PHILIPSBURG–Tax all car rentals instead of imposing a ten-guilder departure tax, National Alliance (NA) Member of Parliament Christophe Emmanuel told Finance Minister Richard Gibson, Sr. in the debate on the draft 2017 budget in the Central Committee of Parliament on Wednesday.
Emmanuel was vehement in his stance about more taxes not affecting the people of the country. “St. Maarten has twice the number of car rentals than there are in Anguilla. St. Maarten gets more tourists than Anguilla,” he said.
The country has more than 100 car rental companies, said Emmanuel. This can lead to Government collecting “millions, but the minister is talking about a departure tax.”
The idea of taxing the car rentals – imposing a tax on each car rented – has no cost, while “the departure tax will cost the St. Maarten people.”
Following the analogy of the chicken, started by MP Silvio Matser (United St. Maarten Party), who had referred to the tourism industry as the country’s golden chicken, Emmanuel said of the people and the pending tax: “We are killing the chicken. The legs done gone, because everyone wants drumsticks. We killing the whole chicken.”
The proposal for the departure tax is still being worked on by Government. The basic framework called for a levy of NAf. 10 for all passengers leaving the country by air or sea, except for cruise ship passengers.
The neighbouring British dependency has a US $20-tourist-driver’s-licence fee as an income generator. St. Maarten can well do the same and such has been discussed in the past. Emmanuel pointed out that this was shelved because of international conventions on driver’s licence the Dutch Government is a signatory to.
A tax on online purchases is “a no-no” even if the NA-appointed Finance Minister is hell-bent on it as a means of increasing government revenues, said the MP. “Minister, I am telling you don’t come with this online thing. Leave it alone. Online purchases have been blamed for a sharp drop in Turnover Tax (ToT).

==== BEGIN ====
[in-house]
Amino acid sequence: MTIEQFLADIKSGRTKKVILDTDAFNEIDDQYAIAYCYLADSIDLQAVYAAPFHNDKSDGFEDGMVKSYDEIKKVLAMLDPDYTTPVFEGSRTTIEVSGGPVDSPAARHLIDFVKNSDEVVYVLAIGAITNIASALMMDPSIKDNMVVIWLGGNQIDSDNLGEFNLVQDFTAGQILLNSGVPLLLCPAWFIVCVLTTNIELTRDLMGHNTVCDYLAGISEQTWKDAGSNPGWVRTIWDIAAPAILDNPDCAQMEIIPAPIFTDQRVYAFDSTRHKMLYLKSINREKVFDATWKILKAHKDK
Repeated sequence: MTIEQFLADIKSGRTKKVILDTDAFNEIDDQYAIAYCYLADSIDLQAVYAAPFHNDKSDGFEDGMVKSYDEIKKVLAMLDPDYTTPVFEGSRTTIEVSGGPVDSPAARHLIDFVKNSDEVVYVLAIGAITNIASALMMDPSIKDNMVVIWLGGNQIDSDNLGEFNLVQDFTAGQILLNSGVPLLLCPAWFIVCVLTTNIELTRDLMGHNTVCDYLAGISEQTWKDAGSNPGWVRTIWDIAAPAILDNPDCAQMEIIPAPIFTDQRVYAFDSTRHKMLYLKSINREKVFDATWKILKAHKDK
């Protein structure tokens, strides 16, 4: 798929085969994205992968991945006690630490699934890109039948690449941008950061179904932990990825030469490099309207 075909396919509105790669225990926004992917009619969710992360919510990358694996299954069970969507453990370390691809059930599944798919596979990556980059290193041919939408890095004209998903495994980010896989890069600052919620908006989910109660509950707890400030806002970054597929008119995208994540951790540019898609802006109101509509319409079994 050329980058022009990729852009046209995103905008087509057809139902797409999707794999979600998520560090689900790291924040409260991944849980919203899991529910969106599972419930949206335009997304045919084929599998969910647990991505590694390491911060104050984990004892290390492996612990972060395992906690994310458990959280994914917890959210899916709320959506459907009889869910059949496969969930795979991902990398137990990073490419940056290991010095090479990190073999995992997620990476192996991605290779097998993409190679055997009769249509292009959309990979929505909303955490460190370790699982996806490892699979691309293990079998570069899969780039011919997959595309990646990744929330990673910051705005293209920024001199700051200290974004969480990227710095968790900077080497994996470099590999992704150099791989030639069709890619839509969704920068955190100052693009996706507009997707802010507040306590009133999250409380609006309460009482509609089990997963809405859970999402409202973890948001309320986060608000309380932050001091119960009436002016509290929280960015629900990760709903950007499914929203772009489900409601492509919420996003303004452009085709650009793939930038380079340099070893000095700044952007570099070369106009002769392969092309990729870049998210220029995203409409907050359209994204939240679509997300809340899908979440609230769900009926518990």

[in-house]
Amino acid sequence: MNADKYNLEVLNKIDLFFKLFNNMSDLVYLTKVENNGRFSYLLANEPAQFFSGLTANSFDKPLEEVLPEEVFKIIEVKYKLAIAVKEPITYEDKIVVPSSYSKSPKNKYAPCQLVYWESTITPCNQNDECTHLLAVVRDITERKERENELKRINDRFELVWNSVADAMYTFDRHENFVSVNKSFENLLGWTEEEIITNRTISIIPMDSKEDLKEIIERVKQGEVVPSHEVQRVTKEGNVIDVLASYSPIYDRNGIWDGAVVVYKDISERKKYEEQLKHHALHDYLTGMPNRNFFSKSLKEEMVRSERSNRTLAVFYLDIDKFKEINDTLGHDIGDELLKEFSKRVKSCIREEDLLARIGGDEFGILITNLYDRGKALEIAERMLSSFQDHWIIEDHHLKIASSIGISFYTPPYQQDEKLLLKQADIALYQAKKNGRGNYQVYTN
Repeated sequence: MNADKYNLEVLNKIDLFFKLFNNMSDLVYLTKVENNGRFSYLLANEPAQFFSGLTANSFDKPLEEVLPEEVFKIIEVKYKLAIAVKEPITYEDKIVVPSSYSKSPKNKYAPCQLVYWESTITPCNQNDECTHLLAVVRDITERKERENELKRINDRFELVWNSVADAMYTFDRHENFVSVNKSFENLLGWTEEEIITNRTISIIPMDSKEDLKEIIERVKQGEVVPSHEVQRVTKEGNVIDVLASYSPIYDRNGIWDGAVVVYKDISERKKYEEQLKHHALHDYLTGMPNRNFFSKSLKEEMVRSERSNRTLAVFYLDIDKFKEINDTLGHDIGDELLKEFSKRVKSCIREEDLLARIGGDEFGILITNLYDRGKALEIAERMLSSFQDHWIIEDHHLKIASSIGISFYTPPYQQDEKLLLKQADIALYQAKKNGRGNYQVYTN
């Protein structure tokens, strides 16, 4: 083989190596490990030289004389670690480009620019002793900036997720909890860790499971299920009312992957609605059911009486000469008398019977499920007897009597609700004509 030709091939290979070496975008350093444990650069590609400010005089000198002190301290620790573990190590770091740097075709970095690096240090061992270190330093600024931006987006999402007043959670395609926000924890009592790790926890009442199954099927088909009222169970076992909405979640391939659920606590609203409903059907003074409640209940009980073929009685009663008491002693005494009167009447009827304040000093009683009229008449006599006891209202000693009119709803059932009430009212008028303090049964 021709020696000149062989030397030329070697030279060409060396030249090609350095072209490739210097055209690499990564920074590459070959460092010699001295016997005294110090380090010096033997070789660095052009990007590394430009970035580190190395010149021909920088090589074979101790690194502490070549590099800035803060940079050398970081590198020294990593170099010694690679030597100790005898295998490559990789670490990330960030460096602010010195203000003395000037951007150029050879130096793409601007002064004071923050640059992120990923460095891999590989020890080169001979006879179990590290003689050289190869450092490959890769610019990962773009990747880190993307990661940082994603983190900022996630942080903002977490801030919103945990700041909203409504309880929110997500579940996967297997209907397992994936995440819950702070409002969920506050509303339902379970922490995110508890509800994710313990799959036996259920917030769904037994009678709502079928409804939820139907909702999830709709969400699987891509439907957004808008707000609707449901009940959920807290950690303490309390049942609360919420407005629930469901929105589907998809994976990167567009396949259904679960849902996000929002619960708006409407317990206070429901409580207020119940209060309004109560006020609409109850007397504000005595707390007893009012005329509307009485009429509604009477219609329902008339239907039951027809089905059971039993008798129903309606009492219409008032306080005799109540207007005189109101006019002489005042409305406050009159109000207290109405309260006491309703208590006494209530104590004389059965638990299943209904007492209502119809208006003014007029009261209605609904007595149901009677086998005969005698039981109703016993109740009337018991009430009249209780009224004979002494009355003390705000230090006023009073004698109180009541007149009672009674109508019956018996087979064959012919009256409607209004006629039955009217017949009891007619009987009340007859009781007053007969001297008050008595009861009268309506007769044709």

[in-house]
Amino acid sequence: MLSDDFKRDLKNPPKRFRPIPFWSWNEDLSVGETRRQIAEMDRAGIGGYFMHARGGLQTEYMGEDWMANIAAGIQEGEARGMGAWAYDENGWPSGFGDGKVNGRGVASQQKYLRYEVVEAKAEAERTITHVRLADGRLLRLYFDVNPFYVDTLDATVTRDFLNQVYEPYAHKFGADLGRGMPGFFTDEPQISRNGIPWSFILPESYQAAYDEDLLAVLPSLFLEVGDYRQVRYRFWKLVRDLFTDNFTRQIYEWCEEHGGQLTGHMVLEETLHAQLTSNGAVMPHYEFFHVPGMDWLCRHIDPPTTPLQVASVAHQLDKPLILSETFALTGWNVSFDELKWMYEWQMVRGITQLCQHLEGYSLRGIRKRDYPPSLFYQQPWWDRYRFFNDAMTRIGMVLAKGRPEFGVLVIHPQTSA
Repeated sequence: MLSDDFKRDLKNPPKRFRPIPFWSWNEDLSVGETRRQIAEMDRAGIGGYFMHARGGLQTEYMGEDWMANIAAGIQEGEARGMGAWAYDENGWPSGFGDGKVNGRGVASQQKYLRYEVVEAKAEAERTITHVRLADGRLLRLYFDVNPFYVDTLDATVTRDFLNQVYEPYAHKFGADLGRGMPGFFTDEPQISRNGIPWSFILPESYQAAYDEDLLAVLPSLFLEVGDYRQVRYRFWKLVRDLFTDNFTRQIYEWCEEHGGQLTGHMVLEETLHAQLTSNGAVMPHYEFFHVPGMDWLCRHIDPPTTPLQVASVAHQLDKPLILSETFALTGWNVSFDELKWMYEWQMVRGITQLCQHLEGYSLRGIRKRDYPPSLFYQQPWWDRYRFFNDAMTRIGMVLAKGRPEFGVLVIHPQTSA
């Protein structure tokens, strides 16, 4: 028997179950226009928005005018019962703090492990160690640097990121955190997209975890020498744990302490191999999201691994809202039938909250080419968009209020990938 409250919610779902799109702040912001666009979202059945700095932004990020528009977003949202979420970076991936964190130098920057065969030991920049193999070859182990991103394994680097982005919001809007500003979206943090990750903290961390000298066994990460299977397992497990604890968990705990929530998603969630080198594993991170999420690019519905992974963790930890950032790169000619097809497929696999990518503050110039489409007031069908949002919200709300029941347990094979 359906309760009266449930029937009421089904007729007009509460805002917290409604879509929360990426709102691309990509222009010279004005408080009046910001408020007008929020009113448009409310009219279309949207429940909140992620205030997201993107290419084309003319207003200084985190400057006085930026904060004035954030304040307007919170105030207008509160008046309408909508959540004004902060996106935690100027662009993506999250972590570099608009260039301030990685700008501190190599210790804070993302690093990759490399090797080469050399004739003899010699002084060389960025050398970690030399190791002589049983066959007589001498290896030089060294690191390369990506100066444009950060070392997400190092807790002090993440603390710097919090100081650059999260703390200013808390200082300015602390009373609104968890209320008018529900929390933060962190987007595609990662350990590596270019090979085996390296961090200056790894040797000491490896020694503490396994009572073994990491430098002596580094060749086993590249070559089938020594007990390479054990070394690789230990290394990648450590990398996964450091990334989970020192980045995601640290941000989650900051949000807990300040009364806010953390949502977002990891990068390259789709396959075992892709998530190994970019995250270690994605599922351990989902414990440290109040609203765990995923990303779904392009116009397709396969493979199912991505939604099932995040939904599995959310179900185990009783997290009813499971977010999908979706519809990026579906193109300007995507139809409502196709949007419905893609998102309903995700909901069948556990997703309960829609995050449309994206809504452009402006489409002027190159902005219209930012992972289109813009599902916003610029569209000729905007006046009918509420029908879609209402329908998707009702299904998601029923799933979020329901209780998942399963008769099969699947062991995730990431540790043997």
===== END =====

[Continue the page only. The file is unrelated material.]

More money can come from establishing a grace period for everyone with unregulated residency for the country at a cost, and do the same for those who need to get their taxes in order, suggested Emmanuel. He suggested the scheme be called “Pay to Stay.”
Emmanuel was also very upset about the decision by the Ministry of Labour to grant permission for the termination of the contracts of a number of workers of Sonesta Maho Beach Resort and Casino. “This government I support terminated the workers without compensation even after they won a court case … why not wait for the verdict in the second court case? But this government sided with Maho and terminated the contracts in the Christmas season. We ain’t got no heart,” he said.
“Government has gone and attacked minimum-wage earners to drink wine and eat finger food with millionaires,” he said of the situation.
Emmanuel was not the only member of the NA-led coalition to strongly question the Council of Ministers, in particular Minister Gibson, Sr. who was in Parliament for the third day of debate on the draft budget. Other members of the coalition have also peppered the Minister with questions, including MP Frans Richardson (US Party).